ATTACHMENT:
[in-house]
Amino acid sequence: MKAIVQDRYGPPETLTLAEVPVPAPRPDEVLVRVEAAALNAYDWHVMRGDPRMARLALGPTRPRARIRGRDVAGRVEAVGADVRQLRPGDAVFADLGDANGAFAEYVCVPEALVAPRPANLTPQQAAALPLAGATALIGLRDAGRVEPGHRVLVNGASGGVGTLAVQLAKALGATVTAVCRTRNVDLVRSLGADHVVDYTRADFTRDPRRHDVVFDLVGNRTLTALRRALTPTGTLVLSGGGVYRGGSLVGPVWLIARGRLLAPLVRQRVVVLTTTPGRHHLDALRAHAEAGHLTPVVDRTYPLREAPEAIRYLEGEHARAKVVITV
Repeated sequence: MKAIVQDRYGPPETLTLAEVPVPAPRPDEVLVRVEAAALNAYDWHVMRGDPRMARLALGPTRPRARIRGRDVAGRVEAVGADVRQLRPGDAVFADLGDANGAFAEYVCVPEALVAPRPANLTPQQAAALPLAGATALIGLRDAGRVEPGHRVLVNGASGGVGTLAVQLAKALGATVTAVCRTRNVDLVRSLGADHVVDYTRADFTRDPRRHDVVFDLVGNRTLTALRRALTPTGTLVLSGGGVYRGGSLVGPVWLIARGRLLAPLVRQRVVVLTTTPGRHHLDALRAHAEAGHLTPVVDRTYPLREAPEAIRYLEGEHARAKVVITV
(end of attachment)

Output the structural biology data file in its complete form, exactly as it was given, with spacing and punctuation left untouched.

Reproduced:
[in-house]
Amino acid sequence: MKAIVQDRYGPPETLTLAEVPVPAPRPDEVLVRVEAAALNAYDWHVMRGDPRMARLALGPTRPRARIRGRDVAGRVEAVGADVRQLRPGDAVFADLGDANGAFAEYVCVPEALVAPRPANLTPQQAAALPLAGATALIGLRDAGRVEPGHRVLVNGASGGVGTLAVQLAKALGATVTAVCRTRNVDLVRSLGADHVVDYTRADFTRDPRRHDVVFDLVGNRTLTALRRALTPTGTLVLSGGGVYRGGSLVGPVWLIARGRLLAPLVRQRVVVLTTTPGRHHLDALRAHAEAGHLTPVVDRTYPLREAPEAIRYLEGEHARAKVVITV
Repeated sequence: MKAIVQDRYGPPETLTLAEVPVPAPRPDEVLVRVEAAALNAYDWHVMRGDPRMARLALGPTRPRARIRGRDVAGRVEAVGADVRQLRPGDAVFADLGDANGAFAEYVCVPEALVAPRPANLTPQQAAALPLAGATALIGLRDAGRVEPGHRVLVNGASGGVGTLAVQLAKALGATVTAVCRTRNVDLVRSLGADHVVDYTRADFTRDPRRHDVVFDLVGNRTLTALRRALTPTGTLVLSGGGVYRGGSLVGPVWLIARGRLLAPLVRQRVVVLTTTPGRHHLDALRAHAEAGHLTPVVDRTYPLREAPEAIRYLEGEHARAKVVITV